Mon, Jul 12, 2004 - Page 20 News List

Armstrong says laggards spoil Tour

TOUR DE FRANCE Five-time champion Lance Armstrong offered some unsolicited advice, suggesting that a time trial be held in the first week to reduce the race field


Spaniard Francisco Mancebo of team Illes Balears/Spa, breaks away from the pack during the seventh stage of the 91st Tour de France cycling race between Chateaubriant and Saint-Brieuc, France, Saturday.


Lance Armstrong says Tour de France organizers could do more to calm jumpy riders and avoid spills that could mar his record hopes.

For a second straight day Saturday, the five-time champion offered unsolicited pointers for Tour managers. He suggested that a time trial be held in the often nervy first week, to thin the number of race favorites.

Sending riders out one-by-one against the clock would leave just the fastest with a realistic chance of winning the three-week Tour. Laggards would fall by the wayside, reducing the field of contenders. That, in turn, could leave fewer racers jostling each day at the front of the race -- a recipe for crashes.

"The race needs a time trial in the first week because it's too nervous without it," Armstrong said. "It's safer for the event to establish some order in the group and we're still another week away from figuring out who the hell's going to be in the front."

A day earlier, Armstrong had said the finish of Friday's stage was too narrow. A pile-up left some riders badly hurt.

As the 32-year-old battles for a record sixth title, young riders are stealing the show.

Outpacing two last challengers, Italian hope Filippo Pozzato bolted to victory in Saturday's 204.5km ride from Chateaubriant to Saint-Brieuc in Brittany. At 22, Pozzato is the Tour's youngest rider.

French champion Thomas Voeckler, 25, holds the overall leader's yellow jersey.

Armstrong, who aims to recover the lead by Tour's end in Paris on July 25, was 55th Saturday -- 10 seconds behind Pozzato. Armstrong rival Jan Ullrich of Germany, the 1997 Tour winner, placed 30th, in the same time as the Texan.

Overall, Armstrong remained in sixth place, 9 minutes and 35 seconds behind Voeckler. Ullrich is still 55 seconds behind Armstrong.

Pozzato's win was the first bright spot for Italians. Two top Italian sprinters -- Alessandro Petacchi and Mario Cipollini -- withdrew with injuries this week. Gilberto Simoni, an outside threat to Armstrong, nearly quit Saturday after an injury in the mass crash Friday.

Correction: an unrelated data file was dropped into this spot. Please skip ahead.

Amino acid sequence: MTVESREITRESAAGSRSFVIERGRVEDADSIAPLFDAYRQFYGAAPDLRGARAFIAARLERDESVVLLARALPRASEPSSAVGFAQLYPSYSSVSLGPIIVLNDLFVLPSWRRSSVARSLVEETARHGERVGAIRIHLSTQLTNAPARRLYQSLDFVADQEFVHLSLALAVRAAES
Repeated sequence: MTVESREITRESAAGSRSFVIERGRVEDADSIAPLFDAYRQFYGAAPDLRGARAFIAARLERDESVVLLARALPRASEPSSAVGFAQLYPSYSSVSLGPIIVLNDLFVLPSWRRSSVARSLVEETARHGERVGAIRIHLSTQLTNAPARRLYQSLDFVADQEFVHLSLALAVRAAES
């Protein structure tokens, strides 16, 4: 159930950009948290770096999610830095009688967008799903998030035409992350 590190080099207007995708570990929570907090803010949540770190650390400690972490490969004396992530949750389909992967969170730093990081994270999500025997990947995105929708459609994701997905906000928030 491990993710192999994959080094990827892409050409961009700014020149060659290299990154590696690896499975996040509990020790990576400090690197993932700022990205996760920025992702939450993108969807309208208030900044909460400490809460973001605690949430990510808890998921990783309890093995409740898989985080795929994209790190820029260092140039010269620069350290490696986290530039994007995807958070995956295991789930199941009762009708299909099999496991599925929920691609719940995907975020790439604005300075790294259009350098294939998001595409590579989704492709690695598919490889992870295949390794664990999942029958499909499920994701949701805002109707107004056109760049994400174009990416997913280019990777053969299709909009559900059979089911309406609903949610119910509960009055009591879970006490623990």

A dozen riders have withdrawn so far from the Tour, mostly with injuries. Tyler Hamilton, an American with Phonak, was embroiled in Friday's pileup and hurt his back but is racing on.

"I wasn't feeling so hot," said the Marblehead, Massachusetts, native. Phonak sporting director Jacques Michaud said Hamilton whacked his back against the pedals of another rider's bike.

Racers faced brief showers, windy conditions and fans in the last 10km who lit smoky flares and spilled onto the course. But Armstrong said there was little flair to the stage -- just what the doctor ordered after a week of rain-soaked roads and crashes galore.

"I thought you'd have more spice in the race, but I think guys are tired and stressed from all the crashes," said the Texan, who was bruised but not badly hurt in a tumble Friday.

Belgian cyclist Christophe Brandt is out of the Tour de France after failing a drug test.

Hendrik Redant, coach of Brandt's Italian team Lotto-Domo, said Brandt was sent home Friday after testing positive for methadone, a drug typically used to help recovering heroin addicts.

Brandt was the first rider to fail a drug test at this Tour. He suggested that a laboratory error might be to blame and said he was awaiting results of a follow-up test.

"I've had a dozen tests this year and they were all negative," the rider told Belgium's RTBF television. "There are two possible explanations. Either it's a handling error at the laboratory ... or, well, we'll have to dig a little deeper and we'll do that after the follow-up test," he said.

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